Whatever your mixing needs are, there’s a pair of monitors out there that can meet the challenge. Here are the best studio monitors around in 2022.
You wouldn’t necessarily think that there is that much more territory to explore in the field of studio monitors. Yet companies are more willing than ever to compete for the hard-earned dollars of studios and home audio enthusiasts. As a result, the best studio monitors just keep getting better.
Of course, the studio scene has changed much in recent years. Gone are the days when a pair of Yamaha NS10s were plonked on the meter bridge of an SSL. Nowadays, the mix engineer is likely to be working in a smaller room and the large format console has long since fallen by the wayside.
Therefore, cost-effective and precise monitoring for a wide range of acoustic environments has never been more important. Read on as we list the 10 best studio monitors to work on this year.
Adam Audio A Series
The name of the game these days in studio monitors: versatility. People are creating top-quality audio in a variety of acoustically challenging environments, and Adam Audio proved itself within these spaces with its AX Series. Their new A Series is a successor series of the multi-award-winning and long-time best-selling AX Series.
Ranging from the smaller studio-appropriate A4V to the industry standard A7V and then the A77H — three-way midfield monitor, they cover a multitude of bases in terms of size, feature set and price. This range comes with DSP-based voicing, EQ and room correction options that can be controlled remotely and in real-time via the free-to-download A Control software.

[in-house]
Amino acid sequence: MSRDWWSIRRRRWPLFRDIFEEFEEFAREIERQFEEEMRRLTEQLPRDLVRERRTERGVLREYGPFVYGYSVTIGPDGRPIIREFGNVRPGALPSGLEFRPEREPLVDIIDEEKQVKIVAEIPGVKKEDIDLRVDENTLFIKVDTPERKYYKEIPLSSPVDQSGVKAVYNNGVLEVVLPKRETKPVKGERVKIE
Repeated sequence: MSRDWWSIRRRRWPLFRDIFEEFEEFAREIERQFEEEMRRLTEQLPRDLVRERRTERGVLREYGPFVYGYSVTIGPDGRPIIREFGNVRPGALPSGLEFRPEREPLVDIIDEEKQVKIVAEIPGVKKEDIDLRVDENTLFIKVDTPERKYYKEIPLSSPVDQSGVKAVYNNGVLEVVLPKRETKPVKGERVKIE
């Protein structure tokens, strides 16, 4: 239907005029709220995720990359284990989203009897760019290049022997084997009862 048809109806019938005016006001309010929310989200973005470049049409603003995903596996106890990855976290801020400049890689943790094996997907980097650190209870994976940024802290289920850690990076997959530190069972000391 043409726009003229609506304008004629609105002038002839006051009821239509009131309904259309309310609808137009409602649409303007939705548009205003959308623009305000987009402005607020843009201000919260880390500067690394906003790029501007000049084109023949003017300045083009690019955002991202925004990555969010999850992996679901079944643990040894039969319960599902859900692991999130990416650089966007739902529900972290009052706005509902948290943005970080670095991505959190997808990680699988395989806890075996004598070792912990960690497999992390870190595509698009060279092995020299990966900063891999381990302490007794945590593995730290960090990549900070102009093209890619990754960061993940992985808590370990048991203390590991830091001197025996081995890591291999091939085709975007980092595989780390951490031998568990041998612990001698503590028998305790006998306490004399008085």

Visit Adam Audio for more details.
Neumann KH 150
These are a fresh drop, September 2022 in fact, and Neumann is entering the nearfield game with its DSP-powered, bi-amplified studio monitors.
Not only do they look stunning, but they also carry that Neumann professional standard with the highest linearity, lowest distortion, and no colouration.
Don’t be fooled, The frequency response in the KH 150 are from 39 Hz to 21 kHz, and they use their internal DSP to be paired with Neumann’s MA 1 (Sold Separately) which allows for room calibration.
For more info head over to Neumann.
IK Multimedia iLoud Precision series
IK Multimedia’s iLoud monitors seem to defy physics when they were released in November 2021. They have the sleek look of a domestic computer monitor, rather than the classic bulky affair that you might spy in a studio. In 2022, they reinvented these with the iLoud Precision Series featuring 3 configurations — the iLoud Precision 5, Precision 5 and Precision MTM.
These have a better response than the previous series with an extended 36 Hz – 30 kHz range. Plus, you can further calibrate the monitor pair’s response to your room with the built-in ARC system and they Includes X-MONITOR software with 20+ iconic monitor emulations and extended voicing control.
Visit IK Multimedia for more details.
Kali Lone Pine
If you’re in the market for solid monitors and your budget is tight, the Kali Lone Pine series is here for you. Shipping in 6.5-inch and 8-inch configurations, you get a lot of volume and width in frequency spectrum for your buck.
The LP-6 and LP-8 prioritise ease of operation, but still offers substantial tweakability in the form of Boundary EQ Control. This allows the user to shape the response of the monitor to the environment. The Californian company has made quite an entry into this crowded market and have successfully gained attention.
Visit Kali Audio for more.
In sharp contrast to Kali, PMC usually makes its bread and butter in the upper echelons of the studio world. The Result6 monitor pair, though still ten times more expensive than the Kali Lone Pine series, this is actually an entry-level PMC speaker.